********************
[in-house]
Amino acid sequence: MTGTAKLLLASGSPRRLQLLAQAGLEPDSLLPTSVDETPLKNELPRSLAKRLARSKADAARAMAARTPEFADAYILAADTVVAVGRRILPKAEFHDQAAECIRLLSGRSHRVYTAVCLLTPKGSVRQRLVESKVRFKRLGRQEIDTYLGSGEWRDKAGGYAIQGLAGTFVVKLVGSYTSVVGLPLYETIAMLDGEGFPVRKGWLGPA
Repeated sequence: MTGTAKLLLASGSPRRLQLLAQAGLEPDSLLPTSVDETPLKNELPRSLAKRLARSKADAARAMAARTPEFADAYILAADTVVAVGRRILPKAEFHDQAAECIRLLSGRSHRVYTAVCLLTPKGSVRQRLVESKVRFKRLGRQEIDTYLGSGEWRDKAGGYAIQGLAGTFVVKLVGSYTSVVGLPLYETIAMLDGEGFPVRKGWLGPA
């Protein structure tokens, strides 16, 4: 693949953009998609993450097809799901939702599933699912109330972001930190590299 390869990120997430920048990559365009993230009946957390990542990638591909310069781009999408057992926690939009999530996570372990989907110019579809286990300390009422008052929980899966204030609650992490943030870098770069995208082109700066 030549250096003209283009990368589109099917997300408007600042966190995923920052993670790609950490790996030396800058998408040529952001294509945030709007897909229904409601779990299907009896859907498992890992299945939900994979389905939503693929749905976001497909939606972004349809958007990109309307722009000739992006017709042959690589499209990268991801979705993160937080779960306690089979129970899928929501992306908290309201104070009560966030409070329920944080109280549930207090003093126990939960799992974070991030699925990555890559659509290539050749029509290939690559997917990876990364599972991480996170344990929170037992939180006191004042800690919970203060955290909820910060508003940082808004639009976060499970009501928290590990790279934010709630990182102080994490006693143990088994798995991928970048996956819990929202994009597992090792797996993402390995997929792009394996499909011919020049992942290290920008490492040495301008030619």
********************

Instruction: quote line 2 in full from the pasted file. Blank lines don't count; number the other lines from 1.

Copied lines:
Amino acid sequence: MTGTAKLLLASGSPRRLQLLAQAGLEPDSLLPTSVDETPLKNELPRSLAKRLARSKADAARAMAARTPEFADAYILAADTVVAVGRRILPKAEFHDQAAECIRLLSGRSHRVYTAVCLLTPKGSVRQRLVESKVRFKRLGRQEIDTYLGSGEWRDKAGGYAIQGLAGTFVVKLVGSYTSVVGLPLYETIAMLDGEGFPVRKGWLGPA